review - 28.04.2019 01:01

CROSSFAITH at a crossroads.

Having kept their fans ticking over on a diet of singles and EPs since their last album Xeno in 2015, CROSSFAITH finally deliver their fifth studio album, EX_MACHINA. Billed as a concept album, the back story involves an alternative future where the ruling class maintain control through technology and artificial intelligence, dehumanising people and essentially reducing them to drones. CROSSFAITH lay all this out with an introductory exposition dump in the opening track Deus Ex Machina. A bombastic orchestral arrangement backs a portentous narration, before transforming into a shrill and urgent techno beat that merges into the first song, Catastrophe.

The reassuringly familiar blast of Kazuki Takemura’s guitar is matched by Hiroki Ikegawa’s bounding bassline and frontman Kenta Koie lets rip with his trademark screaming only to flip to a more straightforward melodic vocal for the chorus. This back and forth between hardcore metal and friendlier, tuneful vocals is a theme that repeats throughout the album.

It's a powerful start that captures some of the raw energy of their live performances and they keep the momentum going with The Perfect Nightmare, the heaviest song on the album, fuelled by Tatsuya Amano’s ferocious drumming. Terufumi Tamano and his synths take a backseat for this straight up, full metal blast. For long term CROSSFAITH fans, if it’s the heavy stuff they’re after, this track delivers the goods, but the rest of the album takes a different turn from here on that may end up leaving some of them behind.

Rap has long been one of the ingredients CROSSFAITH throw into their metal/EDM mix, and the tracks Destroy and Freedom show how that can go one way or the other. The addition of American punk hip-hop group ho99o9 (pronounced ‘horror’, in case you were wondering) gives Destroy’s vocals a malevolent vehemence that the following track, Freedom, just can’t match. Previously released as a single in 2017, Freedom makes a reappearance on EX_MACHINA and despite its standalone origin it still fits with the album’s concept. It features guest vocals by Rou Reynolds of British electronicore outfit Enter Shikari and, while he’s perfected that post-hardcore American twang in his singing voice, his efforts at rap lack muscle. Having grown up on the not-so-mean streets of the English market town St. Albans, his speaking accent doesn’t deliver the punch this song needs.

Mixing and matching genres is all part of CROSSFAITH’s deal, but it’s an approach that has its pitfalls, as the second half of the album proves. Make A Move is a tangle of rock, metal and techno that flips from rap to a pop-punk gang vocal chorus. It sums up the scattered, grab-bag of styles and sounds that make up the rest of the album and it’s not the only song with a split personality on show here. Wipeout, their single from 2018, starts out metal before turning post-hardcore in the chorus, and Daybreak goes much the same way. Its old school metal guitars and barrage of double kick bass drum is ditched halfway through for a tinkling piano break and a big emo finish.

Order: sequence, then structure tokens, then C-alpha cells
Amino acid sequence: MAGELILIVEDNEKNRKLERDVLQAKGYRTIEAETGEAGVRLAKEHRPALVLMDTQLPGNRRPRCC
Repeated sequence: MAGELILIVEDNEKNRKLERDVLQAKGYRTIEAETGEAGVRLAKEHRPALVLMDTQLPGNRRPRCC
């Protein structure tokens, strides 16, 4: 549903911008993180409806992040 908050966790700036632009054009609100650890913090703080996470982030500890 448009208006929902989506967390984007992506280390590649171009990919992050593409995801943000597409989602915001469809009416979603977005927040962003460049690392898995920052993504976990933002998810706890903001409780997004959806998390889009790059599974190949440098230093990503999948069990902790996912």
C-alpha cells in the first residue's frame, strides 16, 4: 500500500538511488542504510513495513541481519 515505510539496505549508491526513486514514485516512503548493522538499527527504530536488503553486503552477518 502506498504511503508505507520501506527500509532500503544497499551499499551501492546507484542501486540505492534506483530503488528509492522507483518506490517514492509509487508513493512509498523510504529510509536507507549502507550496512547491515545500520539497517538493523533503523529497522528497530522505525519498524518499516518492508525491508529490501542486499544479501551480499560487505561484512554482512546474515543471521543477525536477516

Milestone, is a step outside of EX_MACHINA’s theme and feels more like a song about the band themselves and their journey so far. After a fake-out metal intro it switches into an emo gang vocal ballad. Lost In You trades its run-of-the-mill Ibiza dance synth intro for a run-of-the-mill radio-friendly emo anthem and they go for the big stadium rock anthem with Eden In The Rain, which might get the crowd singing along, but how many of that crowd will even remember the tune on the way home? Oddest of all, although they’ve done this sort of thing in the past, is Twin Shadows, a light and gentle breeze of trance synth instrumental that stands out awkwardly on its own.

CROSSFAITH seemed to begin their shift to a more post-hardcore or emo sound with previous album Xeno. Though that record is not without its issues (we’re looking at you, Wildfire!), it still managed to maintain an overall consistent feel. With EX_MACHINA, lyrically they may stick more or less to their theme, but tonally and stylistically the album is all over the place. Variety is certainly a good thing, but this album often feels like a record made by three different bands.

The album finishes with a cover of Linkin Park’s Faint. In truth, it’s more of a copy than a cover and is yet another change of tone amongst the album’s jumble of styles. Joined by coldrain frontman Masato Hayakawa, they produce a version of the song that has passed through CROSSFAITH practically untouched by any influence of their own electronicore sound. It’s a slick, well made facsimile but ultimately it’s hindered by their deep respect for the source material and the man they’re paying tribute to, the late Chester Bennington.

The mish-mash of styles on EX_MACHINA begs some questions. What do CROSSFAITH actually want to be? The English lyrics, lighter vocals and arena crowd-pleasing singalong “wo-o-ooh” choruses suggest they’re looking west, trying to appeal to a wider audience and tempering their crashing electro-metal sound into a more radio-friendly offering. Are the band at a crossroads, trying to figure out which way to go for overseas success? Their heroes Linkin Park moved to a more commercial sound in their later years and CROSSFAITH’s friends and compatriots ONE OK ROCK went the same way, unashamedly chasing their own American dream. Whichever road CROSSFAITH take, they need to make a decision and stick to it.
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